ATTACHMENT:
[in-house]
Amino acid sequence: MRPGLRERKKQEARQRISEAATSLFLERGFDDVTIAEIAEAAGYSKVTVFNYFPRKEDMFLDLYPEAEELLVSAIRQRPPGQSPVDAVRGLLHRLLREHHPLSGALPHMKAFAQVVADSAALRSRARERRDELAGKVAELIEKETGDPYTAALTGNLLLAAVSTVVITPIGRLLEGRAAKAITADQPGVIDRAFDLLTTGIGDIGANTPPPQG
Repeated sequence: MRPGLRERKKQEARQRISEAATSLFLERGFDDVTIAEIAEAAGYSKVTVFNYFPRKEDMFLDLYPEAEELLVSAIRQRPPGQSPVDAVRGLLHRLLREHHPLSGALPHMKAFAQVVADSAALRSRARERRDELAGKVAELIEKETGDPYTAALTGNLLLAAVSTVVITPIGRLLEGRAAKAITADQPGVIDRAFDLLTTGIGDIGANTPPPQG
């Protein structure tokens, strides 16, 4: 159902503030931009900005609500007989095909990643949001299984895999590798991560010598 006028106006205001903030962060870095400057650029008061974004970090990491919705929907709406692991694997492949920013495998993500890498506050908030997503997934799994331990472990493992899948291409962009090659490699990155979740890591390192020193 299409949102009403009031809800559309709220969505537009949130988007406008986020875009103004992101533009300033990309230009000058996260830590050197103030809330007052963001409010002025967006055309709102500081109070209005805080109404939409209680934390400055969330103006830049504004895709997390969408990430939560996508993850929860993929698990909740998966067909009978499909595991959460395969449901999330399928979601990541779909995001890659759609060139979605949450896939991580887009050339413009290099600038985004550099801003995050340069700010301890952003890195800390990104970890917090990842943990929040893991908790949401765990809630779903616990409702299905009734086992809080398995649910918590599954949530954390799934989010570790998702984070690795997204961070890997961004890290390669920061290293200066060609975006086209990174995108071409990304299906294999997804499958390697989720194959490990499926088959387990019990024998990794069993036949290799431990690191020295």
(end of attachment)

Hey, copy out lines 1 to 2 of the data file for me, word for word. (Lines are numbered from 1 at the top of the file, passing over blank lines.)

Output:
[in-house]
Amino acid sequence: MRPGLRERKKQEARQRISEAATSLFLERGFDDVTIAEIAEAAGYSKVTVFNYFPRKEDMFLDLYPEAEELLVSAIRQRPPGQSPVDAVRGLLHRLLREHHPLSGALPHMKAFAQVVADSAALRSRARERRDELAGKVAELIEKETGDPYTAALTGNLLLAAVSTVVITPIGRLLEGRAAKAITADQPGVIDRAFDLLTTGIGDIGANTPPPQG